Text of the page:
Yet the MCMA found The Wounded Indian after a visitor to the association in 1999 said that he had seen the work at the Chrysler Museum. Colleagues who went there learned that the automobile heir Walter Chrysler, whose art collection was donated to the museum, acquired the sculpture in 1986 as part of a collection from the dealer James Ricau. The work is now housed in a gallery that bears Ricau’s name, while a wall panel says Ricau owned the sculpture “by 1967.” Yet there is no evidence of where Ricau got it. “He signed an affidavit saying that he acquired it in good faith. We have no reason to doubt that,” says Eric H. Neil, the director of the Chrysler. “We’ve been very open and forthcoming.”

When first approached by the MCMA, Chrysler lawyers asked why the association had not reported the sculpture’s disappearance, and insisted that it must have been a copy. In 2020, the MCMA and the Chrysler came close to a deal which would have recognised the MCMA’s ownership of the work, sent the sculpture to Boston for a six-month showing, and paid the MCMA $200,000 for legal costs.

The Chrysler rejected paying the MCMA, and still does. “$200,000? I don’t have $200,000 to spare so that someone walks away,” says Neil.

Last year, the museum’s lawyers surprised the MCMA with a box of documents containing written accounts by a Chrysler curator struggling to determine where Ricau might have bought the sculpture—it was proof, for the MCMA, that the Chrysler never got good title to it. “We found out all the information that they hid from us,” says MCMA president Chuck Sulkula. “If that’s the way you want to be, the hell with you—now we want it back.” The MCMA, with no galleries today, would find a place to show it, he predicts.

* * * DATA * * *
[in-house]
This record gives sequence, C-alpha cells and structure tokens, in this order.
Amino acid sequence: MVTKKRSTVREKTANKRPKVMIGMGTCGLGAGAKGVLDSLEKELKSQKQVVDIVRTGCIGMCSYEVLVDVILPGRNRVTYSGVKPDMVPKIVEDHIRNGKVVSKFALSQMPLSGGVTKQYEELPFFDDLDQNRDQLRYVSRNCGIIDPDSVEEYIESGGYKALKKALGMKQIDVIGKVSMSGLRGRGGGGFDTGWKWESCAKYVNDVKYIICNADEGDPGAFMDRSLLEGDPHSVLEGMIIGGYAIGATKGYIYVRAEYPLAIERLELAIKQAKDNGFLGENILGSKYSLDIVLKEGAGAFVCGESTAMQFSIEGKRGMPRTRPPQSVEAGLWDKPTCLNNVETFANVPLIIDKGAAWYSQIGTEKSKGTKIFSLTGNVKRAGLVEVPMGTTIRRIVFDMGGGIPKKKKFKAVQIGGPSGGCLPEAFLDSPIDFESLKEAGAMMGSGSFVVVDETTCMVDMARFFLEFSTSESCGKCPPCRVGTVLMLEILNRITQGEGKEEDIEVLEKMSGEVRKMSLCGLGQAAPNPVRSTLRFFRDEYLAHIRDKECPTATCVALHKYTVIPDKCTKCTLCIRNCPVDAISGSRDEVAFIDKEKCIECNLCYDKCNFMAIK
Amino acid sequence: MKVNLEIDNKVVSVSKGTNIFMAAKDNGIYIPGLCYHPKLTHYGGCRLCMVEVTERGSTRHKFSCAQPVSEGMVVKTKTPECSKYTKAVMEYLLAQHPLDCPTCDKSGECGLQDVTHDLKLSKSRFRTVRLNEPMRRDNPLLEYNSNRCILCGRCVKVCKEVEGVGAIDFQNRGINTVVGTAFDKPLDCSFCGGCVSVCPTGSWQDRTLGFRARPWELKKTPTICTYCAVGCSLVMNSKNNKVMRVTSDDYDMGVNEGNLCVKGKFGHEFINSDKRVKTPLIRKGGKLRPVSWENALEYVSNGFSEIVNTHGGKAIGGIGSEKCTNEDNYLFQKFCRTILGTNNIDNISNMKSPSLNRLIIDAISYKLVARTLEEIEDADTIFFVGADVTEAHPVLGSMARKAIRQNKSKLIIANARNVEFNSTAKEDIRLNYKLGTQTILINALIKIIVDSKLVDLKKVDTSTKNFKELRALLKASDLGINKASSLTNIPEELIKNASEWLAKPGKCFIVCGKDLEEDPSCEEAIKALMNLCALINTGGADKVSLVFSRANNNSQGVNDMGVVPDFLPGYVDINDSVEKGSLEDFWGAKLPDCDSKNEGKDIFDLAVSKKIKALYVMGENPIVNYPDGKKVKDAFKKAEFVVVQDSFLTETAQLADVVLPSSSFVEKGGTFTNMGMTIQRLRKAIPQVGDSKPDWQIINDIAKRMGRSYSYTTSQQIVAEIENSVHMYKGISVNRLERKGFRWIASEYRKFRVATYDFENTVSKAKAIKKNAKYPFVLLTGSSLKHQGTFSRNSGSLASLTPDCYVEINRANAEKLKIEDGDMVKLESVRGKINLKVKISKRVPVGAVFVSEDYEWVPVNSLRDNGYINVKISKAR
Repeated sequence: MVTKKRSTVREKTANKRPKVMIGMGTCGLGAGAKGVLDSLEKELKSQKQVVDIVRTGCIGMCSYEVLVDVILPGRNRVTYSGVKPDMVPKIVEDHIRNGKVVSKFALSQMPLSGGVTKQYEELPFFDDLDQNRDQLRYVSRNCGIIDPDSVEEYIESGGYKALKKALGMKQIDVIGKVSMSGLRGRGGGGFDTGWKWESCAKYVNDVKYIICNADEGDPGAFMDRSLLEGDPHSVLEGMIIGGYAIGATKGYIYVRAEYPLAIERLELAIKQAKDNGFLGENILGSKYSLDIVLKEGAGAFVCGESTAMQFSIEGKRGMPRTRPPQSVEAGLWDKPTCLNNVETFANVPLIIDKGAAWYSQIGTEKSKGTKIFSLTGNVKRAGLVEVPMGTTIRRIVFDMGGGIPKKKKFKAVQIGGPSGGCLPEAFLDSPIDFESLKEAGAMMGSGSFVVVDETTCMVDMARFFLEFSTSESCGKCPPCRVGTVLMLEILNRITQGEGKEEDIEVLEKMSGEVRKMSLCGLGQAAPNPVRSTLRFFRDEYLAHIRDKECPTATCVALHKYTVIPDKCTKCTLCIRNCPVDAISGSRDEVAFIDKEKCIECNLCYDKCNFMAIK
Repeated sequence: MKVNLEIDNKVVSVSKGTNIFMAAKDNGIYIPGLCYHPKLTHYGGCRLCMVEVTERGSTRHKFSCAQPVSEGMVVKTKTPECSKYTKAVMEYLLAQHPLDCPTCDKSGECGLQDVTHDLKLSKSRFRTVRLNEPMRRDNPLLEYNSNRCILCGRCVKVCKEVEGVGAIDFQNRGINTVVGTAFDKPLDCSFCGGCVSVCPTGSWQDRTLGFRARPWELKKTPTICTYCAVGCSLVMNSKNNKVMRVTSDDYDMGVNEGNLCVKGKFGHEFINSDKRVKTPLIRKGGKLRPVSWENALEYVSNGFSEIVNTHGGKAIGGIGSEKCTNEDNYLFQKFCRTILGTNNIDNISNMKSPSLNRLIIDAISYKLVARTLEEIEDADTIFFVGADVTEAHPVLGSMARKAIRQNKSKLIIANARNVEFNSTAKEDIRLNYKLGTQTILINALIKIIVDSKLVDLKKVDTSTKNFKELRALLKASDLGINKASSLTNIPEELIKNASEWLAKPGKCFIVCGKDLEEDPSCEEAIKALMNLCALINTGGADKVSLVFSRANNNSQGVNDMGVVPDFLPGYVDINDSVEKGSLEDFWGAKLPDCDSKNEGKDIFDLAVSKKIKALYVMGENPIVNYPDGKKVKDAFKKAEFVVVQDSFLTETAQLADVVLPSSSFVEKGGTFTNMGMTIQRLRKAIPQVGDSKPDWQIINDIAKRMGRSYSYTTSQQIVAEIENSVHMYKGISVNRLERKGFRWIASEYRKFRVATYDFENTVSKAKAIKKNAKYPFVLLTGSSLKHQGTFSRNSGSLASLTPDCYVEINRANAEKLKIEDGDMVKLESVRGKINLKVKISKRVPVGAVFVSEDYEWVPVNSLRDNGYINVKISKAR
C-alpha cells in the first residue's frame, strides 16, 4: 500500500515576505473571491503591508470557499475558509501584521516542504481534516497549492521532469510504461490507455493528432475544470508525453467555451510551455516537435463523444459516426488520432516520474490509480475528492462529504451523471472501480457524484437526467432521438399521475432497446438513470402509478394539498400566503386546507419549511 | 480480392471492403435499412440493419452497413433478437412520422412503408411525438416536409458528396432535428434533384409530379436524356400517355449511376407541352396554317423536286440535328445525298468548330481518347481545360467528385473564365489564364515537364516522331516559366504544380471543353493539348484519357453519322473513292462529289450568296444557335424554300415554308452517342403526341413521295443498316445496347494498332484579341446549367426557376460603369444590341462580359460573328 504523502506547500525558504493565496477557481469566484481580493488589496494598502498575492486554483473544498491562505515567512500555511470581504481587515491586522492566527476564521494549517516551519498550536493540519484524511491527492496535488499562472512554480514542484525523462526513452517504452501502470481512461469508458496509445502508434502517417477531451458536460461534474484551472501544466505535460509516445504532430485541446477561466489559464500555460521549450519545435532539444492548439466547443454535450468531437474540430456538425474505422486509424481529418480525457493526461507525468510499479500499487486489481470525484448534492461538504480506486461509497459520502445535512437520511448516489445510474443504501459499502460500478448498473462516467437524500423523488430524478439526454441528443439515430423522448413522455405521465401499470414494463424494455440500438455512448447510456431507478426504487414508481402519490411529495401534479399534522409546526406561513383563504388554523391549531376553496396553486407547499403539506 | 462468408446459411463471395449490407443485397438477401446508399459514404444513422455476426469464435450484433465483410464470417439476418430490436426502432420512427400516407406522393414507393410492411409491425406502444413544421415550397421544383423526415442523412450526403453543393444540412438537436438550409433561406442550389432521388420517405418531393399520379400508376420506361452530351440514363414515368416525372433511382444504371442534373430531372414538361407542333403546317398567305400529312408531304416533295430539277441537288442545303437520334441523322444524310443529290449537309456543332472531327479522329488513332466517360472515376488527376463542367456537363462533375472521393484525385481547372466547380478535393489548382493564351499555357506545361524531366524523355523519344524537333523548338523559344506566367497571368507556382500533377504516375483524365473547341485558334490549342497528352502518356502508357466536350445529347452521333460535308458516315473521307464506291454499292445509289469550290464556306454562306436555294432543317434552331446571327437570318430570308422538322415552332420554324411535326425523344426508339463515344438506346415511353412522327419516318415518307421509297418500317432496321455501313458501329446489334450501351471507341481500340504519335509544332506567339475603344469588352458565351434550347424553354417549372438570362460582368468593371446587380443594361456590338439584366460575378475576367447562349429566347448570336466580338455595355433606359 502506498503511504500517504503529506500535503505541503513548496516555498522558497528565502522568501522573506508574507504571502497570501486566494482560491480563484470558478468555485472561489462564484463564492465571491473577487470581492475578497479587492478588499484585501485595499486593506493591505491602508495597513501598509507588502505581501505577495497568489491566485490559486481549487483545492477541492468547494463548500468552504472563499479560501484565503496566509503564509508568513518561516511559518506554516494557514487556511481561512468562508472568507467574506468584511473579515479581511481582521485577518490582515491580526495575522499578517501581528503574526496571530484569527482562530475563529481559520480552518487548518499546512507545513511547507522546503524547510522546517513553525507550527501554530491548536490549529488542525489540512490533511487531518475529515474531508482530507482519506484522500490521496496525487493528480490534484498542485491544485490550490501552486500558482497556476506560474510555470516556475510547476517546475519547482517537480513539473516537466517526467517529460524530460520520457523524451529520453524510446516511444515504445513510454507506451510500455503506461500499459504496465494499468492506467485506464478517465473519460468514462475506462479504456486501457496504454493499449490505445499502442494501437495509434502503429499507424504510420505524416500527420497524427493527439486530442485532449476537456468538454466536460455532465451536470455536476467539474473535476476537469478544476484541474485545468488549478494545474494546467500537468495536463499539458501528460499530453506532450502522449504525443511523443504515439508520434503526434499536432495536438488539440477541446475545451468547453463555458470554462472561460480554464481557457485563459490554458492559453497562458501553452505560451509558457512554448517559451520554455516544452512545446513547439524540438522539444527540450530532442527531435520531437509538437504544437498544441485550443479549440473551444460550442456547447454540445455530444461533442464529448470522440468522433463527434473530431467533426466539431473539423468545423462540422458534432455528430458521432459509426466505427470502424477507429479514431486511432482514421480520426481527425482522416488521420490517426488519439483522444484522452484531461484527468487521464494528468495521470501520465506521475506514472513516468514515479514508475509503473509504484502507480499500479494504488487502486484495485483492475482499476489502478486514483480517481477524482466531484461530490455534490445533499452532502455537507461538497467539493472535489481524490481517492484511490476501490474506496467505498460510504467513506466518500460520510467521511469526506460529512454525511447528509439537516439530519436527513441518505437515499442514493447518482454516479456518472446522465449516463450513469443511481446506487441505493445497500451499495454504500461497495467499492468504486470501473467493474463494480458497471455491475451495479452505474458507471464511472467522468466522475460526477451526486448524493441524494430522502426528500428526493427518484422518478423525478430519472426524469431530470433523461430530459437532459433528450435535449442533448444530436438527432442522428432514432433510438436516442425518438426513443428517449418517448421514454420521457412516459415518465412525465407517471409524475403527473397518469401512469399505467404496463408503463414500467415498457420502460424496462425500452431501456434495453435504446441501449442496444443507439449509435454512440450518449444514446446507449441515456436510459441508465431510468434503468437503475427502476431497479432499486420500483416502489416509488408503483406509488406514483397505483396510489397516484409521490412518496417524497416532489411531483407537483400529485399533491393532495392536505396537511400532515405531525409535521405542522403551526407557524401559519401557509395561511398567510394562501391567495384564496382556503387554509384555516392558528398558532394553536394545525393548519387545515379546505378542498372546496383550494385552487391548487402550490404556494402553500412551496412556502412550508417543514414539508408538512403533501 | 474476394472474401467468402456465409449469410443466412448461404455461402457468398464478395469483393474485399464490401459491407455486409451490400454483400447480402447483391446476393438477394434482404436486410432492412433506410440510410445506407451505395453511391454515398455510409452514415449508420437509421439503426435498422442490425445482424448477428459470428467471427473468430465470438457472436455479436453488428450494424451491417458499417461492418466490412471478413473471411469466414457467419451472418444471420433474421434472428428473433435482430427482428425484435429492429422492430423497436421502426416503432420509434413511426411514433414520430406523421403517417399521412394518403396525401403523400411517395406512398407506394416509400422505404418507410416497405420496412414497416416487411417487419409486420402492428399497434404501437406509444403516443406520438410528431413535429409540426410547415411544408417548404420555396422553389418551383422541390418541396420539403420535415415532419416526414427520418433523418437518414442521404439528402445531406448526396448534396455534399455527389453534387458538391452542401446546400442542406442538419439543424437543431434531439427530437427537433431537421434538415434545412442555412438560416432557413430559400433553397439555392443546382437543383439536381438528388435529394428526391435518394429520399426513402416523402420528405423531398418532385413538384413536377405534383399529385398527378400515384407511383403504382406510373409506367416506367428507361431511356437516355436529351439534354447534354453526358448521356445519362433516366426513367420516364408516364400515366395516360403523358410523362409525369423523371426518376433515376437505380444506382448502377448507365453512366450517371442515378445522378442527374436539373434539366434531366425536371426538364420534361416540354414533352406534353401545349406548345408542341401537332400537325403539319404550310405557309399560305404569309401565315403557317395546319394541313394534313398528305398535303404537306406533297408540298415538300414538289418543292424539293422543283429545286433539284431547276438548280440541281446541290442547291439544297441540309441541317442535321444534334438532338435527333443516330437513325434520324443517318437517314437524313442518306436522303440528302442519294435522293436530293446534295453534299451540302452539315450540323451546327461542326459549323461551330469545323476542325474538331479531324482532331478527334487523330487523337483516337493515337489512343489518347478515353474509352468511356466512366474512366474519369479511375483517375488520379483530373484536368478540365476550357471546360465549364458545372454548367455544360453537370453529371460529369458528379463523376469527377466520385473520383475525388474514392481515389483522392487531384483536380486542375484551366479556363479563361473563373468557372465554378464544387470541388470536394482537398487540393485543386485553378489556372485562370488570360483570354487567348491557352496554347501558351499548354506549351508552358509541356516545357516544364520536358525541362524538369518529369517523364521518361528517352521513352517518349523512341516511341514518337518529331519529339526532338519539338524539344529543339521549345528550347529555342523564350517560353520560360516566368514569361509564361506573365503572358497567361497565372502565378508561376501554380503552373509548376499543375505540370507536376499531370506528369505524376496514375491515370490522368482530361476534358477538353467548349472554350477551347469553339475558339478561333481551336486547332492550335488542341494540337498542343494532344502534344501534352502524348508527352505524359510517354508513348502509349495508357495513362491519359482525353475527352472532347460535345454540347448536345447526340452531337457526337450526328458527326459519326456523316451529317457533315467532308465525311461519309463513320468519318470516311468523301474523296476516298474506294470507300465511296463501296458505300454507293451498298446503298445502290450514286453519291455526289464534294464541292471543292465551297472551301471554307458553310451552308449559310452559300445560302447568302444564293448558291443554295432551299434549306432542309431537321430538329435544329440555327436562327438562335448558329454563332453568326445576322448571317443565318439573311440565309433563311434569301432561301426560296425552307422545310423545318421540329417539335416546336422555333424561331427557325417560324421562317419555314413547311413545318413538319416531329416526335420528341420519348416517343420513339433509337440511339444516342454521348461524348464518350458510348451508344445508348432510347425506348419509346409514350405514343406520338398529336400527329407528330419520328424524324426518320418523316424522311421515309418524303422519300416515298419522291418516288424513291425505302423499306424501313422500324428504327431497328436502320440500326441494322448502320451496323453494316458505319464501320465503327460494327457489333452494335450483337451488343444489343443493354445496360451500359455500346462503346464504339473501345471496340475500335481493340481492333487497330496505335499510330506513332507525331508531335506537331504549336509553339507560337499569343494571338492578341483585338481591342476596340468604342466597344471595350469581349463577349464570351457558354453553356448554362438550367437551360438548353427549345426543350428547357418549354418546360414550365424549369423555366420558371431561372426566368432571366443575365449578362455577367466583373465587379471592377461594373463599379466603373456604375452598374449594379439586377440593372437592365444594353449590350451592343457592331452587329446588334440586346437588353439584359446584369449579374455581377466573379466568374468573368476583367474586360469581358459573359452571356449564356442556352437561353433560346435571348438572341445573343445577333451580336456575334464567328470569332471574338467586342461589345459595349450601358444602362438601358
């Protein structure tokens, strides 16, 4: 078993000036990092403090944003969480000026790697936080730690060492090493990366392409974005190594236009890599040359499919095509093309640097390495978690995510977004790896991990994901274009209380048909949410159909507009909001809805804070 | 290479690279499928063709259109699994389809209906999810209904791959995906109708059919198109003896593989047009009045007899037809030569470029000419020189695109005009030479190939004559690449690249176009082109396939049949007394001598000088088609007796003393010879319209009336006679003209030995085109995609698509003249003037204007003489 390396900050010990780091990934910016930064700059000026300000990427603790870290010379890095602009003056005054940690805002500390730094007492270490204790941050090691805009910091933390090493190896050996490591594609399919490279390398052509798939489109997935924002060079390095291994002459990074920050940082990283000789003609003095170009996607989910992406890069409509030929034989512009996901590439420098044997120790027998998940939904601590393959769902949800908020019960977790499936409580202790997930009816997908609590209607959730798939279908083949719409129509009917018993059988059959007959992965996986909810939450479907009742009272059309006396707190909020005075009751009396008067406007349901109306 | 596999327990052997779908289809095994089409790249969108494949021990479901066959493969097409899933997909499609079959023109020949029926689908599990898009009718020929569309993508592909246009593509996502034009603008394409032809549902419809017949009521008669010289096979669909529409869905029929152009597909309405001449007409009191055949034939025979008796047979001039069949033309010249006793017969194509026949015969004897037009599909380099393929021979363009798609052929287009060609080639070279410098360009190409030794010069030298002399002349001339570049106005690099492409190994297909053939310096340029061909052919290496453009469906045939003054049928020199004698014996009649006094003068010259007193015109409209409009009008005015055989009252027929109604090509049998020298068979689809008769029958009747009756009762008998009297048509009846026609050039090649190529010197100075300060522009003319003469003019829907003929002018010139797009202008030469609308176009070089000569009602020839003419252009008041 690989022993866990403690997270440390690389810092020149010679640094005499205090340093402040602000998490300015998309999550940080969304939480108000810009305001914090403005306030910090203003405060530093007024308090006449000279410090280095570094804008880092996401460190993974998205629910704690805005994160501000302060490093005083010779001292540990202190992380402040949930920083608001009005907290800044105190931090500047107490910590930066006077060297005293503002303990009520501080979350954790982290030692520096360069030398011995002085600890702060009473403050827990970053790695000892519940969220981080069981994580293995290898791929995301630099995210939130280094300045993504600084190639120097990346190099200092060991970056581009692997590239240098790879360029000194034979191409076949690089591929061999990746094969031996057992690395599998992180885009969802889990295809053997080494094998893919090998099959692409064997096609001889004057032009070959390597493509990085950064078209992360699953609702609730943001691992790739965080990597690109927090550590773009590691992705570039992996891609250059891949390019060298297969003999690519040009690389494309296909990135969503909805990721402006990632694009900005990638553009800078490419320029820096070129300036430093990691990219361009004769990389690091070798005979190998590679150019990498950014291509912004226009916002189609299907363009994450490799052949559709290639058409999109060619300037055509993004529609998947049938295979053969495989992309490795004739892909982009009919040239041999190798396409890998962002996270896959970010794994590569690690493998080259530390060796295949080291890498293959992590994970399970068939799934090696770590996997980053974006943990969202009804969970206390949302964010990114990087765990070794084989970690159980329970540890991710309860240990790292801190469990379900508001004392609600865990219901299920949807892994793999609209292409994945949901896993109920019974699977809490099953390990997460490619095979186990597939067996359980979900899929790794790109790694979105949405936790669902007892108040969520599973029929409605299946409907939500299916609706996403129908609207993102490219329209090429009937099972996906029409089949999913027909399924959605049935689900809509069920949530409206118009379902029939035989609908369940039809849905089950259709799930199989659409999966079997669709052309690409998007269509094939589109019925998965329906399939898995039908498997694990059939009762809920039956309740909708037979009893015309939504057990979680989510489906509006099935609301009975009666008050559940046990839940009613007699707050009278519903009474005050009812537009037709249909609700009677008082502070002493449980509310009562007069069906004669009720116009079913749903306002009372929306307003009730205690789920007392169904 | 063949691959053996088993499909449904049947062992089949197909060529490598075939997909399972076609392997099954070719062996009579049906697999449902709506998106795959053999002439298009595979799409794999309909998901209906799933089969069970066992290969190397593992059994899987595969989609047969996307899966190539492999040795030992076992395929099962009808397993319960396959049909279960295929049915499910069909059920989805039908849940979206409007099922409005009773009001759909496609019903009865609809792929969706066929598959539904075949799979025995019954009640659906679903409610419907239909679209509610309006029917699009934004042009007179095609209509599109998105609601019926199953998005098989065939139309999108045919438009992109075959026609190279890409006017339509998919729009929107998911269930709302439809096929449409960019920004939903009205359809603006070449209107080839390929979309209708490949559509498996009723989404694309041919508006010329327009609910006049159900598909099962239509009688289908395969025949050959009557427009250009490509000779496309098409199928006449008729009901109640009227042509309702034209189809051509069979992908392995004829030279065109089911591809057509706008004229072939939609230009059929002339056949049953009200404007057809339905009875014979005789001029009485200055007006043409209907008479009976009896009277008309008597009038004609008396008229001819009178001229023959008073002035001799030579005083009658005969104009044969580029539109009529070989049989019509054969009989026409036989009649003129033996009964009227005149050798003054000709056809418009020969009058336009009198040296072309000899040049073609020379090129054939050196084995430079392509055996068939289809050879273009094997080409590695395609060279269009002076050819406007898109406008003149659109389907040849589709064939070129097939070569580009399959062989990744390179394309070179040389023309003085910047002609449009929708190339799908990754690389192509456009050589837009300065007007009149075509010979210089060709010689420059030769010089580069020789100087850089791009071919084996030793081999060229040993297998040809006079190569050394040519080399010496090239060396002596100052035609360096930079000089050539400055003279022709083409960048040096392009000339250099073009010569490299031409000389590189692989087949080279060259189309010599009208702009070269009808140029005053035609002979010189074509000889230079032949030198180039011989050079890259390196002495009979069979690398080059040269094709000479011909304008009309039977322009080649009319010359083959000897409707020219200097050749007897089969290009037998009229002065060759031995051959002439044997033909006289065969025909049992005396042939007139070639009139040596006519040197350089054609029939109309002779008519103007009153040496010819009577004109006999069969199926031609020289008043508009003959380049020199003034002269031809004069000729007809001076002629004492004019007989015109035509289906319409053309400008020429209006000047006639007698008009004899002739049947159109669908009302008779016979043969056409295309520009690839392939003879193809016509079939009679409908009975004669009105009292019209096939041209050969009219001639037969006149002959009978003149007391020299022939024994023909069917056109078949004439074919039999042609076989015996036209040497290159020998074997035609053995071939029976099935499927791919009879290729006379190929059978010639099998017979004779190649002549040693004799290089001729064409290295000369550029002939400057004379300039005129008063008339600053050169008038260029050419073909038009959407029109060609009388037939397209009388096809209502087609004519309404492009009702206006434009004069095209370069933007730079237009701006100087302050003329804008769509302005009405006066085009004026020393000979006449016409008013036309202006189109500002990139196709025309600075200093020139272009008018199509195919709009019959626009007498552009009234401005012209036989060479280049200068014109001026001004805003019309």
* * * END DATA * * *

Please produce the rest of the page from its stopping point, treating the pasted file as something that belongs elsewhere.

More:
At the Chrysler, Neil says, “We acted in good faith—that’s our position. There’s no reason in this case to think anything nefarious happened. There still isn’t, actually. If this were stolen, why didn’t they report it being stolen?”

“All the information that the MCMA has comes from us. The glaring gap in the provenance rests with them. What were the circumstances of the separation of that piece from the MCMA?” Neil says. “They say that they had a fire and things were damaged. Does that mean that if the sculpture had stayed with them it would have been destroyed in a fire?”